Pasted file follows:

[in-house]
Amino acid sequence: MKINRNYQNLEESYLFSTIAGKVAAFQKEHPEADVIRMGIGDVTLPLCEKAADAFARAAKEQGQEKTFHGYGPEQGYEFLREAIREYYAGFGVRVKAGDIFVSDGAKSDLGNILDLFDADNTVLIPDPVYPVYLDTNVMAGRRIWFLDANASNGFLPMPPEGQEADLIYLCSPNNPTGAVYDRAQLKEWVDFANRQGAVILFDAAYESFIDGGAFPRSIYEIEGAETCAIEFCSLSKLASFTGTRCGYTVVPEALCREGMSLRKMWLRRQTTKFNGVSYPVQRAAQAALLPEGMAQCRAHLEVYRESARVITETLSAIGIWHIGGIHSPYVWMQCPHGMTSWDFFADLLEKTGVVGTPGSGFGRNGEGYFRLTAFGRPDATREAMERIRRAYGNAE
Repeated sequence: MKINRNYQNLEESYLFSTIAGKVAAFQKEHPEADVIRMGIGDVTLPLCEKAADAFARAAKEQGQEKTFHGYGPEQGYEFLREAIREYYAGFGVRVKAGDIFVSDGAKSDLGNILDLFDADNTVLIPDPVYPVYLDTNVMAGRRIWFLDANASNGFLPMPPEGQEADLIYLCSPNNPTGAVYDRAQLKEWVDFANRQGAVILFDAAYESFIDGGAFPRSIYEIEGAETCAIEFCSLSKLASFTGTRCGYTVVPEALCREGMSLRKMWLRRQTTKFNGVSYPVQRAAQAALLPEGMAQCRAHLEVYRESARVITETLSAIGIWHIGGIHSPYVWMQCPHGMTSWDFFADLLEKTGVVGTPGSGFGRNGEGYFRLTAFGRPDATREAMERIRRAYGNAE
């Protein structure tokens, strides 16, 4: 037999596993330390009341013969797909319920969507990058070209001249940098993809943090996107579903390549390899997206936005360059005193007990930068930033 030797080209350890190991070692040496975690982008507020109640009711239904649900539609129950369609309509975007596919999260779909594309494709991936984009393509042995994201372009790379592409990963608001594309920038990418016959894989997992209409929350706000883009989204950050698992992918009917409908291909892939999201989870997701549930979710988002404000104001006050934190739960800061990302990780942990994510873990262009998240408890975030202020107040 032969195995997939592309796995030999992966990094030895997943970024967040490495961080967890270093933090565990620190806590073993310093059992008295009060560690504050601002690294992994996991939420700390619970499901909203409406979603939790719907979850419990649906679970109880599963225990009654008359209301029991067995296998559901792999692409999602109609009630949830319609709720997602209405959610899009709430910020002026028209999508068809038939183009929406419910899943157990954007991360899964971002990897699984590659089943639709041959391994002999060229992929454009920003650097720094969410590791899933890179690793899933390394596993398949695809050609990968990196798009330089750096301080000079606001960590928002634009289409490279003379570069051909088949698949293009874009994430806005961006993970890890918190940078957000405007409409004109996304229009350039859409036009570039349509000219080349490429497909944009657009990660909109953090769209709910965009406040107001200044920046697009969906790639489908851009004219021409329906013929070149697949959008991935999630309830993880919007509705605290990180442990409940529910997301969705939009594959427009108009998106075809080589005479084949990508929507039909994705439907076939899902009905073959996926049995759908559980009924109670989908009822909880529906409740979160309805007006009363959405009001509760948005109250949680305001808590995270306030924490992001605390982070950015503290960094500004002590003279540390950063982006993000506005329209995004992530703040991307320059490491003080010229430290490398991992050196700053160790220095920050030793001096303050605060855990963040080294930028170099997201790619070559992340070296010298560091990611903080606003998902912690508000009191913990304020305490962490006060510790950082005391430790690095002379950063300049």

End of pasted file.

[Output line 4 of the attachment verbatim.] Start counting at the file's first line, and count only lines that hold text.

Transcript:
């Protein structure tokens, strides 16, 4: 037999596993330390009341013969797909319920969507990058070209001249940098993809943090996107579903390549390899997206936005360059005193007990930068930033 030797080209350890190991070692040496975690982008507020109640009711239904649900539609129950369609309509975007596919999260779909594309494709991936984009393509042995994201372009790379592409990963608001594309920038990418016959894989997992209409929350706000883009989204950050698992992918009917409908291909892939999201989870997701549930979710988002404000104001006050934190739960800061990302990780942990994510873990262009998240408890975030202020107040 032969195995997939592309796995030999992966990094030895997943970024967040490495961080967890270093933090565990620190806590073993310093059992008295009060560690504050601002690294992994996991939420700390619970499901909203409406979603939790719907979850419990649906679970109880599963225990009654008359209301029991067995296998559901792999692409999602109609009630949830319609709720997602209405959610899009709430910020002026028209999508068809038939183009929406419910899943157990954007991360899964971002990897699984590659089943639709041959391994002999060229992929454009920003650097720094969410590791899933890179690793899933390394596993398949695809050609990968990196798009330089750096301080000079606001960590928002634009289409490279003379570069051909088949698949293009874009994430806005961006993970890890918190940078957000405007409409004109996304229009350039859409036009570039349509000219080349490429497909944009657009990660909109953090769209709910965009406040107001200044920046697009969906790639489908851009004219021409329906013929070149697949959008991935999630309830993880919007509705605290990180442990409940529910997301969705939009594959427009108009998106075809080589005479084949990508929507039909994705439907076939899902009905073959996926049995759908559980009924109670989908009822909880529906409740979160309805007006009363959405009001509760948005109250949680305001808590995270306030924490992001605390982070950015503290960094500004002590003279540390950063982006993000506005329209995004992530703040991307320059490491003080010229430290490398991992050196700053160790220095920050030793001096303050605060855990963040080294930028170099997201790619070559992340070296010298560091990611903080606003998902912690508000009191913990304020305490962490006060510790950082005391430790690095002379950063300049």